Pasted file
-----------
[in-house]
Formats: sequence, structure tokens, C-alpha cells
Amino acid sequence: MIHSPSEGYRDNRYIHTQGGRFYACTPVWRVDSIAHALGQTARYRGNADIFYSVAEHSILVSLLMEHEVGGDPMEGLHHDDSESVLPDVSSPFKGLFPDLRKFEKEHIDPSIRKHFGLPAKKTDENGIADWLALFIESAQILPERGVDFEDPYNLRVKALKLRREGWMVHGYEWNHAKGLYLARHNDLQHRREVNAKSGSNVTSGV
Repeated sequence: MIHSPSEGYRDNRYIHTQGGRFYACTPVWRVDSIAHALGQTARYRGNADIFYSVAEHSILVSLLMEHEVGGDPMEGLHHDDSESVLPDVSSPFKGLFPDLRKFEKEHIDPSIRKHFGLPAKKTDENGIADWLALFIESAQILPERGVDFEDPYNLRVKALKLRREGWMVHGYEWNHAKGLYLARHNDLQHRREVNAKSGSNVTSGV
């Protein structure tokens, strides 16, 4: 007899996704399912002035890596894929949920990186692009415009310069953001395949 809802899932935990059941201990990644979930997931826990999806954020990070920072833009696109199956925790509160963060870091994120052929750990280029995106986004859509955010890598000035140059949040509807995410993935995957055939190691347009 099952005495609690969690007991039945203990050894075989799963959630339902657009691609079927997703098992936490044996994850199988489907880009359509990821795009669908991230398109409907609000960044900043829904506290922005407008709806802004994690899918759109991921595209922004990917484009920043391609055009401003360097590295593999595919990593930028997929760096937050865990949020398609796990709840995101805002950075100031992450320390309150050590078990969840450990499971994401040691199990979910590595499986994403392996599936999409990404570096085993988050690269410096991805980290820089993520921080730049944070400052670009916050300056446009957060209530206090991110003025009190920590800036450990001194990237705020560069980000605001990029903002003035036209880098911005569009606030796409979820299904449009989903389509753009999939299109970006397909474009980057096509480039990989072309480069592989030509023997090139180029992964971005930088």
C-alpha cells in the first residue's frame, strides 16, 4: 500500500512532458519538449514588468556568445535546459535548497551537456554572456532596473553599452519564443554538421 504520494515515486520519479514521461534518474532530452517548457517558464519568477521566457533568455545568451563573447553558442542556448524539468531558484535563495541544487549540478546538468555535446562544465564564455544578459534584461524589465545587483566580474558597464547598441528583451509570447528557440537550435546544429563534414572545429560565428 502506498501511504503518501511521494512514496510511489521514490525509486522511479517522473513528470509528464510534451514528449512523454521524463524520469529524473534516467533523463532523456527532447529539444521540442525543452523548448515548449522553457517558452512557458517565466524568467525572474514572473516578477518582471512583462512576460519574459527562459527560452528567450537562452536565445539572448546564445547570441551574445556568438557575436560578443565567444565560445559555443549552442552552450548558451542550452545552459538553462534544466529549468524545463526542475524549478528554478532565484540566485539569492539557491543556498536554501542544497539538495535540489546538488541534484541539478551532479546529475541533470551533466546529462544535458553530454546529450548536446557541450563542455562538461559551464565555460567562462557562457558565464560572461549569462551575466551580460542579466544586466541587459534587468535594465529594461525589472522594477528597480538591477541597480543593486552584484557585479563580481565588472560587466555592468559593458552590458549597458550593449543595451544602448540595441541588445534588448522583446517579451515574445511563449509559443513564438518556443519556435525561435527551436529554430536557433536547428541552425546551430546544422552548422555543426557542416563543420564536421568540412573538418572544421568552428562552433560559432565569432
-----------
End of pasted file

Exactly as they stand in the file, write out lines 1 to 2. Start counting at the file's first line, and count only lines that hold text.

[in-house]
Formats: sequence, structure tokens, C-alpha cells